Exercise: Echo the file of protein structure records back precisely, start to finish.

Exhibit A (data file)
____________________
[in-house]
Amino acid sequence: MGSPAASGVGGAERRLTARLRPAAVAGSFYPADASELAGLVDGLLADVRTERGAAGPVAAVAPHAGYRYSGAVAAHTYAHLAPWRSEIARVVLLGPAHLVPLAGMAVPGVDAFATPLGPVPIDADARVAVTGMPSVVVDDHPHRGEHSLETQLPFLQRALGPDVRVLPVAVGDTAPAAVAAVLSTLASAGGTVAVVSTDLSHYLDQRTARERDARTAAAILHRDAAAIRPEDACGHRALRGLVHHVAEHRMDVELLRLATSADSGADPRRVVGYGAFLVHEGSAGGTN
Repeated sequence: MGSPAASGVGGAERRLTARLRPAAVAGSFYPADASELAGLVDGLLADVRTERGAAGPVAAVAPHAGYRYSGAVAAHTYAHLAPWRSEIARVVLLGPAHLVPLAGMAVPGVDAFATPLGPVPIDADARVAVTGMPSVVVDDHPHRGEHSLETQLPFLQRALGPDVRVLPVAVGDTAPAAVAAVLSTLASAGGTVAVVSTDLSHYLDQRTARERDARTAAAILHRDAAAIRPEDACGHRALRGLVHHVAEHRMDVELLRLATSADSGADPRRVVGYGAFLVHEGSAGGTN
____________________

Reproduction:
[in-house]
Amino acid sequence: MGSPAASGVGGAERRLTARLRPAAVAGSFYPADASELAGLVDGLLADVRTERGAAGPVAAVAPHAGYRYSGAVAAHTYAHLAPWRSEIARVVLLGPAHLVPLAGMAVPGVDAFATPLGPVPIDADARVAVTGMPSVVVDDHPHRGEHSLETQLPFLQRALGPDVRVLPVAVGDTAPAAVAAVLSTLASAGGTVAVVSTDLSHYLDQRTARERDARTAAAILHRDAAAIRPEDACGHRALRGLVHHVAEHRMDVELLRLATSADSGADPRRVVGYGAFLVHEGSAGGTN
Repeated sequence: MGSPAASGVGGAERRLTARLRPAAVAGSFYPADASELAGLVDGLLADVRTERGAAGPVAAVAPHAGYRYSGAVAAHTYAHLAPWRSEIARVVLLGPAHLVPLAGMAVPGVDAFATPLGPVPIDADARVAVTGMPSVVVDDHPHRGEHSLETQLPFLQRALGPDVRVLPVAVGDTAPAAVAAVLSTLASAGGTVAVVSTDLSHYLDQRTARERDARTAAAILHRDAAAIRPEDACGHRALRGLVHHVAEHRMDVELLRLATSADSGADPRRVVGYGAFLVHEGSAGGTN